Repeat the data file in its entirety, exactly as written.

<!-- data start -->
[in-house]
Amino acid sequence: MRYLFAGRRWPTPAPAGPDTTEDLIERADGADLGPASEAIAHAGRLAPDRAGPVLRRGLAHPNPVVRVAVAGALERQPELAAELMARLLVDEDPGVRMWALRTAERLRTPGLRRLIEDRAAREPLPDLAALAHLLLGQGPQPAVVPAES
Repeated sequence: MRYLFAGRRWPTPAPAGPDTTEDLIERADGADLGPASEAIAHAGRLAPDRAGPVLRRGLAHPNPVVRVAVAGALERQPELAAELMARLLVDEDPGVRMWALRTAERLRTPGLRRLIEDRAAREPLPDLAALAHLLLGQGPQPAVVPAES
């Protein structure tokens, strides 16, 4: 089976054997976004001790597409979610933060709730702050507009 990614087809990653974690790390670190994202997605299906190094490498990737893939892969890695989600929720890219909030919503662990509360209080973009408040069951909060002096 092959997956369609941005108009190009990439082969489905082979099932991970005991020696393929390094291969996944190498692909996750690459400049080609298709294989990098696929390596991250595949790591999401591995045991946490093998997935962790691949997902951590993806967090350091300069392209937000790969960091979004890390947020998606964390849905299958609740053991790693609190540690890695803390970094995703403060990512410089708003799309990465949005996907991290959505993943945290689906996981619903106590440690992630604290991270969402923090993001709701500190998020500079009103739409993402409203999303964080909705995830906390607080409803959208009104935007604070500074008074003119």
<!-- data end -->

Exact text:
[in-house]
Amino acid sequence: MRYLFAGRRWPTPAPAGPDTTEDLIERADGADLGPASEAIAHAGRLAPDRAGPVLRRGLAHPNPVVRVAVAGALERQPELAAELMARLLVDEDPGVRMWALRTAERLRTPGLRRLIEDRAAREPLPDLAALAHLLLGQGPQPAVVPAES
Repeated sequence: MRYLFAGRRWPTPAPAGPDTTEDLIERADGADLGPASEAIAHAGRLAPDRAGPVLRRGLAHPNPVVRVAVAGALERQPELAAELMARLLVDEDPGVRMWALRTAERLRTPGLRRLIEDRAAREPLPDLAALAHLLLGQGPQPAVVPAES
């Protein structure tokens, strides 16, 4: 089976054997976004001790597409979610933060709730702050507009 990614087809990653974690790390670190994202997605299906190094490498990737893939892969890695989600929720890219909030919503662990509360209080973009408040069951909060002096 092959997956369609941005108009190009990439082969489905082979099932991970005991020696393929390094291969996944190498692909996750690459400049080609298709294989990098696929390596991250595949790591999401591995045991946490093998997935962790691949997902951590993806967090350091300069392209937000790969960091979004890390947020998606964390849905299958609740053991790693609190540690890695803390970094995703403060990512410089708003799309990465949005996907991290959505993943945290689906996981619903106590440690992630604290991270969402923090993001709701500190998020500079009103739409993402409203999303964080909705995830906390607080409803959208009104935007604070500074008074003119």